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Ukrainian Paralympian Forced To Give Up Gold; Michelle Obama Gives Rousing Speech At DNC

Aired September 5, 2012 - 16:00   ET


MONITA RAJPAL, HOST: Tonight on Connect the World, scared by still alive, the little boy pulled from the rubble of Syria's shelling, saved only by his mother's body.

ANNOUNCER: Live from CNN London, this is Connect the World.

RAJPAL: And tonight an exclusive interview with Turkey's prime minister warns that Syria's civil war could yet take a dramatic turn for the worst.

Also this hour, it is one of the richest country's in the world, so why is a new campaign highlighting child poverty in Britain?



TIM BERNERS-LEE, WORLD WIDE WEB FOUNDATION: For those people who don't have it now, it's unfair.


RAJPAL: The creator of the World Wide Web on how two-thirds of the globe still find his invention a mystery.

We begin this hour in Syria where new attacks today have killed at least 246 people across the country. Thick smoke in Zabadani after apparent shelling by government forces. Opposition activists also report fierce attacks on rebel strongholds in Aleppo. They say civilians, including children, are bearing the brunt of relentless shelling in Syria's biggest city.

Well, indiscriminate shelling happens so often that it appears to be a chosen tactic of the Bashar al-Assad regime. One such recent attack in Aleppo sent people racing to search for loved one trapped under the rubble of crushed buildings. CNN's Nick Paton-Walsh has an exclusive report on the aftermath. And we do warn you it has some very graphic and disturbing images.


NICK PATON-WALSH, CNN INTERNATIONAL CORRESPONDENT: Dawn in Aleppo brings the clatter of gunfire above, a people hunted by the regime's helicopter gunships. And as dusk nears, it is to the roar of bomber jets.

It's that sound that terrifies ordinary residents of Aleppo daily: jets coming in low overhead and never knowing really until you hear the blast exactly what their target is.

There seems to be no pattern to the attacks unless they are designed to sow fear among the civilians.

A helicopter we heard earlier may have fired the rocket that hit this house. It's fathers and neighbors here frantically coordinating the rescue. Hands and shovels, inside a building that could still collapse onto them.

They say the air strike came in about four hours ago, but still they're racing frantically to pull they say nine people still stuck under that rubble, including a father and child.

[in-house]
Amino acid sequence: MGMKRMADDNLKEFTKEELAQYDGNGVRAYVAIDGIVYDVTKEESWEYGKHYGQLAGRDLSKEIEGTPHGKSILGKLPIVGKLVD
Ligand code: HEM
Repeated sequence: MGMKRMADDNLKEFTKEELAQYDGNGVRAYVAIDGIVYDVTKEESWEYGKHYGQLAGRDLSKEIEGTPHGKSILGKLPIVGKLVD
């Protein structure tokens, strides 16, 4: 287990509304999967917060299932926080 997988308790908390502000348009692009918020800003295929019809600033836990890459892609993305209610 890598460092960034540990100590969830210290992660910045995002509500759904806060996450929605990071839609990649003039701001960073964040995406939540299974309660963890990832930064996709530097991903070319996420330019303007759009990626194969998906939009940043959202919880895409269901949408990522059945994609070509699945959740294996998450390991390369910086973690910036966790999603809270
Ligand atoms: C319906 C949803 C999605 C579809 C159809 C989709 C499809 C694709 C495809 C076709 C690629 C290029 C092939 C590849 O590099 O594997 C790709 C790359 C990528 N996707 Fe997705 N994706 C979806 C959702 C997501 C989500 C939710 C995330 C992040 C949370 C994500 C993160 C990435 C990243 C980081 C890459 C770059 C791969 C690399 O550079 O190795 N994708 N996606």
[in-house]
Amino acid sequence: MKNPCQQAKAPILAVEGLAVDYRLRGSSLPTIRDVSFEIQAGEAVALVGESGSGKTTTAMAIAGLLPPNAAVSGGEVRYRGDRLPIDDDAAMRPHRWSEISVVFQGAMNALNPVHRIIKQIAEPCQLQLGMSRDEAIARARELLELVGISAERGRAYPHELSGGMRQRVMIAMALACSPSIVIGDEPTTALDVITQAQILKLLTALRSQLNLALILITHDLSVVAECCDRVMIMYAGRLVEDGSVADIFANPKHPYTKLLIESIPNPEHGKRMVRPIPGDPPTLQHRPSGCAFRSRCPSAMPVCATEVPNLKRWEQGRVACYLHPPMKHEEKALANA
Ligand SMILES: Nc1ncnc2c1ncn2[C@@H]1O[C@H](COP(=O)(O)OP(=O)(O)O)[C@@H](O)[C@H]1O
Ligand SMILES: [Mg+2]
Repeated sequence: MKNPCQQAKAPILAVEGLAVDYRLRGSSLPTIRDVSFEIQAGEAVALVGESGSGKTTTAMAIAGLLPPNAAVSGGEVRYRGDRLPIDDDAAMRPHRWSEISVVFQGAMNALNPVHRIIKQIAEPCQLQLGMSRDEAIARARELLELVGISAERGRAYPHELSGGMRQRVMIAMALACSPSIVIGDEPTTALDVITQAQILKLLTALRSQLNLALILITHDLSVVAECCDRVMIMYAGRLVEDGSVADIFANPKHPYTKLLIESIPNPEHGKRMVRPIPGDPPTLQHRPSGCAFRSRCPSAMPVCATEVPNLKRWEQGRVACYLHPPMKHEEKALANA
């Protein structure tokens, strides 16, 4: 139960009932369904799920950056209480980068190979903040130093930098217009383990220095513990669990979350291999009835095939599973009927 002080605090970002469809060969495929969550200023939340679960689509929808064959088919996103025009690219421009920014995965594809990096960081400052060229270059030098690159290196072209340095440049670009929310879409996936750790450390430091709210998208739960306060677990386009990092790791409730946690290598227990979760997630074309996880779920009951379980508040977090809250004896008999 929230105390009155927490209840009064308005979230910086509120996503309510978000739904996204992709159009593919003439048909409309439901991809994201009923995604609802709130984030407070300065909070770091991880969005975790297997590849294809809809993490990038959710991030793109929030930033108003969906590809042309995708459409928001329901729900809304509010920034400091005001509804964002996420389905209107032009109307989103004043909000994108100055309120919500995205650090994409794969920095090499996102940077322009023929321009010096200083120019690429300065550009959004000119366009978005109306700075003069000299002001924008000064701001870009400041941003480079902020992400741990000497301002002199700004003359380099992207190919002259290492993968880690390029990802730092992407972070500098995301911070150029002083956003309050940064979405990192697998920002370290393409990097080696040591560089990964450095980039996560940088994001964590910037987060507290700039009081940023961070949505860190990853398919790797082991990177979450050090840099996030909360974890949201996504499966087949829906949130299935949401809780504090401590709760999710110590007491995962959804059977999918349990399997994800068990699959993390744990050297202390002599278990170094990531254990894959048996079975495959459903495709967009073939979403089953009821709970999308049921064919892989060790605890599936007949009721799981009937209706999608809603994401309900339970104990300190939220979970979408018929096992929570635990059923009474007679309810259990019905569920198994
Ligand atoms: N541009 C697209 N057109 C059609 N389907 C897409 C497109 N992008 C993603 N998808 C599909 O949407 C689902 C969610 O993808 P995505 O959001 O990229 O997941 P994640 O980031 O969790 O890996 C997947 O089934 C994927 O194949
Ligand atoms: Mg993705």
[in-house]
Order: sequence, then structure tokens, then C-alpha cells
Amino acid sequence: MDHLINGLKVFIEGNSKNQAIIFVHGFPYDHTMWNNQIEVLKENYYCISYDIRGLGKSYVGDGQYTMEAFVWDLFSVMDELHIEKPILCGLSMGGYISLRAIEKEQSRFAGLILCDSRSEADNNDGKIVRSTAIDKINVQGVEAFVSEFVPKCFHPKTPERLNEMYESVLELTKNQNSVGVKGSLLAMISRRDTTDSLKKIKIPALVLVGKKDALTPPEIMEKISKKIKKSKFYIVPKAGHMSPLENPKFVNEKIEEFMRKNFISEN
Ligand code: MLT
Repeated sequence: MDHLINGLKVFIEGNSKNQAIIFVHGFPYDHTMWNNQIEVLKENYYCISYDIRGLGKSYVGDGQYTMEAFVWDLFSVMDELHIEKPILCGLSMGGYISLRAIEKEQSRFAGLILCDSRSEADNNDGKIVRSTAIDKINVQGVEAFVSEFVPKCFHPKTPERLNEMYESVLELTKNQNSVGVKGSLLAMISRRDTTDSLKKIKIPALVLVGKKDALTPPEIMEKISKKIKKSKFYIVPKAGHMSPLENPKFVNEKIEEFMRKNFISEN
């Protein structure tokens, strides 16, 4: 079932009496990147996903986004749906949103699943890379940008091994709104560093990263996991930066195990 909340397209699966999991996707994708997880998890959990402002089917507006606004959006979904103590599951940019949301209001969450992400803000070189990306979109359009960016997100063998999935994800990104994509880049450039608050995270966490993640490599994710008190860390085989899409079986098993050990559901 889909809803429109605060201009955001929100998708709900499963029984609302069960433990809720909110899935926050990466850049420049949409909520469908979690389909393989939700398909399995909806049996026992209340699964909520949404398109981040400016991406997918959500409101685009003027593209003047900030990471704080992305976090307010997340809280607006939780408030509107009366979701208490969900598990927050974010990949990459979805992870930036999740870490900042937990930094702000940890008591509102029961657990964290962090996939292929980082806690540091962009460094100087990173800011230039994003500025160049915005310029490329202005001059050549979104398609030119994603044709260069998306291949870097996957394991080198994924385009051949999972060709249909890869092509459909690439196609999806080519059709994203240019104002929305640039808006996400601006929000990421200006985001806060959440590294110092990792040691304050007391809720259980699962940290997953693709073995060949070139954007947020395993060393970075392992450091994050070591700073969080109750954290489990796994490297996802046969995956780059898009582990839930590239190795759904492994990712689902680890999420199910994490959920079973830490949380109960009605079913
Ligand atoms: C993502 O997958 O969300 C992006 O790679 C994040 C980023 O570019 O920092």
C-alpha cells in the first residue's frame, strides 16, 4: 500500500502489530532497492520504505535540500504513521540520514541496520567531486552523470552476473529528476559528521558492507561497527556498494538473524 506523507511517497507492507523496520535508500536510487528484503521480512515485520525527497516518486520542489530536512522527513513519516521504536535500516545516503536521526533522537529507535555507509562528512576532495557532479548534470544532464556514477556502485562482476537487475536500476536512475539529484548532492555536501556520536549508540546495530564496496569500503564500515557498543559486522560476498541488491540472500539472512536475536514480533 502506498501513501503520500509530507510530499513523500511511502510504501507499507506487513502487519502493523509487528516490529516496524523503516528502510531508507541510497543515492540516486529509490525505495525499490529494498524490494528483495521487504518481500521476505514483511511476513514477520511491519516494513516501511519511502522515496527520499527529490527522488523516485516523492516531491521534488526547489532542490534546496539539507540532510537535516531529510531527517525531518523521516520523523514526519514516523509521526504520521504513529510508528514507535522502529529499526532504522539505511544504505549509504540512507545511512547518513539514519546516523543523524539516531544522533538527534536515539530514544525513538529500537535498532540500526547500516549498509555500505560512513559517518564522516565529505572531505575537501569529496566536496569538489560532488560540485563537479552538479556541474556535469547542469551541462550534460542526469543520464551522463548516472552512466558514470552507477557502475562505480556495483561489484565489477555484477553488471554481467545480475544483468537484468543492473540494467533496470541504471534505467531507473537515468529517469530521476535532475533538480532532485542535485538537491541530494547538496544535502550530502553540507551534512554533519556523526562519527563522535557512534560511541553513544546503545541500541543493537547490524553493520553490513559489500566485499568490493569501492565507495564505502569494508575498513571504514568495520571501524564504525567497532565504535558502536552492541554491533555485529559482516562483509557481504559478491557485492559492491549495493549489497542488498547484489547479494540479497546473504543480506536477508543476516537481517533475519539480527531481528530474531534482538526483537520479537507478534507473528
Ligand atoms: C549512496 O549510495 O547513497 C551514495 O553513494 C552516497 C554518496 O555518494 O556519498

Throughout, also, the fear the helicopter could strike again. They find the first body. The little girl is lifeless. The blanket providing little dignity. Near her, moments later, they find her father's body.

"I swear to god we've been destroyed," this woman screams. "I swear to god Bashar al-Assad is killing us."

Then, at the hospital where more bodies from the rubble are brought, the toll of the missiles becomes clear. Five, later nine, children, aged from four to 11 from the same extended family. In all, 11 people died.

Then, a brief respite from the carnage, one lone survivor.

"God is great," he says, "Bashar is a dog." God willing, he'll witness Bashar's death.

They say Hussein survived because when the rockets hit, he was feeding from the breast of his mother Narja (ph). She was crushed under the rubble and killed, but her body protected him. A year old, he was born into Syria's bloody revolution and may yet survive it still.

Nick Paton-Walsh, CNN, Aleppo.


RAJPAL: And tomorrow you can see more of Nick's exclusive reporting from Aleppo. He'll show us how rebels are fighting to take control of a once picturesque street in the city.

Well, Syria's influential neighbor, Turkey, says the biggest threat from Syria right now involves weapons of mass destruction. Prime Minister Recep Tayyip Erdogan sat down with CNN's Christiane Amanpour for an exclusive interview. And I asked Christiane a short time ago for details.


CHRISTIANE AMANPOUR, CNN INTERNATIONAL CORRESPONDENT: Well, indeed he does say that that would be a red line. If Syria was to use its stockpile of weapons of mass descruction, then he said that would change the equation, which at the moment stands at no action by the international community. This is how he said it to me.